Ken Kesey, famed author of One Flew Over the Cuckoo’s Nest, was also a prominent explorer into the then-uncharted territory of the LSD experience. When he and his Merry Band of Pranksters traveled across the US in their school bus “Further” in 1964, the trip was heavily fueled by their ubiquitous orange-juice-and-acid cocktail. As many twists and turns ensued, there was always a chance someone wouldn’t be at the bus when the rest of the group was ready to leave. For these cases, the Pranksters had a rule: “You’re either on the bus, or you’re not.” They meant it literally, but also metaphorically.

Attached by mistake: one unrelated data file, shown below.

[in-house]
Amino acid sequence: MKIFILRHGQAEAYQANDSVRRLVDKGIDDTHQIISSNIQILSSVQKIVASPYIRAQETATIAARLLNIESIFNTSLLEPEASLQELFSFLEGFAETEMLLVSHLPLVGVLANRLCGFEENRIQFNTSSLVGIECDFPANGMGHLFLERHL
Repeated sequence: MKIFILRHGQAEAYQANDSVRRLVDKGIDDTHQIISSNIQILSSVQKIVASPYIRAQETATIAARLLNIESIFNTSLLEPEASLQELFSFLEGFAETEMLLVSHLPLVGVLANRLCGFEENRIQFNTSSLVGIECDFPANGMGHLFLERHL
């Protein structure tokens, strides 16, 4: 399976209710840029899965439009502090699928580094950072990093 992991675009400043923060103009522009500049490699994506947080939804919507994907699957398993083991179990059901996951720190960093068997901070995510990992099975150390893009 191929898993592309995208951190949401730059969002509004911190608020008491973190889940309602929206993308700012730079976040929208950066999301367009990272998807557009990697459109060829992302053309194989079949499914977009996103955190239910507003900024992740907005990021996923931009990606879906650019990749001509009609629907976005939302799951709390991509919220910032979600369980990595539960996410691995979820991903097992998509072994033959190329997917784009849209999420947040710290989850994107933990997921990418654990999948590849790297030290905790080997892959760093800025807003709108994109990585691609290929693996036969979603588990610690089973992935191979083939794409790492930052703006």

The Pranksters did end up leaving someone once, which according to the Wikipedia article on Further, Kesey deeply regretted. The conceptual meaning of “On or Off the Bus,” though, is something that stuck with us and has informed our thought processes and examinations since. Someone could be sitting there physically “on the bus,” but they could be acting or speaking in an “off the bus” way. If you weren’t going with the flow, if you weren’t giving yourself over to the hive mind, you were off the bus. You were blocking the flow of well being. You were resisting. If you were on the bus, you had deep reverence and appreciation for everything that unfolded. You trusted life’s events as they were presented.